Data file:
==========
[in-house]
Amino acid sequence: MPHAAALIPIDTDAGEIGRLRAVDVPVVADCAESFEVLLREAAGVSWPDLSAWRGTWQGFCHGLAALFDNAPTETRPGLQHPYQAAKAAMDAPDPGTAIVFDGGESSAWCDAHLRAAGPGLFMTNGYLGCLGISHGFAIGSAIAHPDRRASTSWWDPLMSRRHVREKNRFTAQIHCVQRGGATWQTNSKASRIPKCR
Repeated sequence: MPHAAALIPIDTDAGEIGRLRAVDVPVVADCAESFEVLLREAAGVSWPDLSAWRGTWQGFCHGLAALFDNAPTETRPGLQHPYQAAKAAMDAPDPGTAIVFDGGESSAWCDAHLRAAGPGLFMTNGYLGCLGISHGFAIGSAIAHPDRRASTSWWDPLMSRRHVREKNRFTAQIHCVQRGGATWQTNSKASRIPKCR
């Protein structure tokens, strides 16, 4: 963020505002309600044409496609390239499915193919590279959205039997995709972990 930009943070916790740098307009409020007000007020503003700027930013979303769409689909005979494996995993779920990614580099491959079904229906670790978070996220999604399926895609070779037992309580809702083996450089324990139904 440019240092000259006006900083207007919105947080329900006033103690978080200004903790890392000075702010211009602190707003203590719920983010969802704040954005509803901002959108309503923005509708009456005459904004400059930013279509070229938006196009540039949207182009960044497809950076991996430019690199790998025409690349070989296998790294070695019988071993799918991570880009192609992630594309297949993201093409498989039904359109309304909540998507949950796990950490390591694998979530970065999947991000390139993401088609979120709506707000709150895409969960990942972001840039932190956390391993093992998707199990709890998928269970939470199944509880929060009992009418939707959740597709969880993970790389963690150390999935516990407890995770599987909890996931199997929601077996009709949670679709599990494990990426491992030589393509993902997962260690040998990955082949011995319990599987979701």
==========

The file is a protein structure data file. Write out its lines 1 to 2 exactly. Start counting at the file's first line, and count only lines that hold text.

[in-house]
Amino acid sequence: MPHAAALIPIDTDAGEIGRLRAVDVPVVADCAESFEVLLREAAGVSWPDLSAWRGTWQGFCHGLAALFDNAPTETRPGLQHPYQAAKAAMDAPDPGTAIVFDGGESSAWCDAHLRAAGPGLFMTNGYLGCLGISHGFAIGSAIAHPDRRASTSWWDPLMSRRHVREKNRFTAQIHCVQRGGATWQTNSKASRIPKCR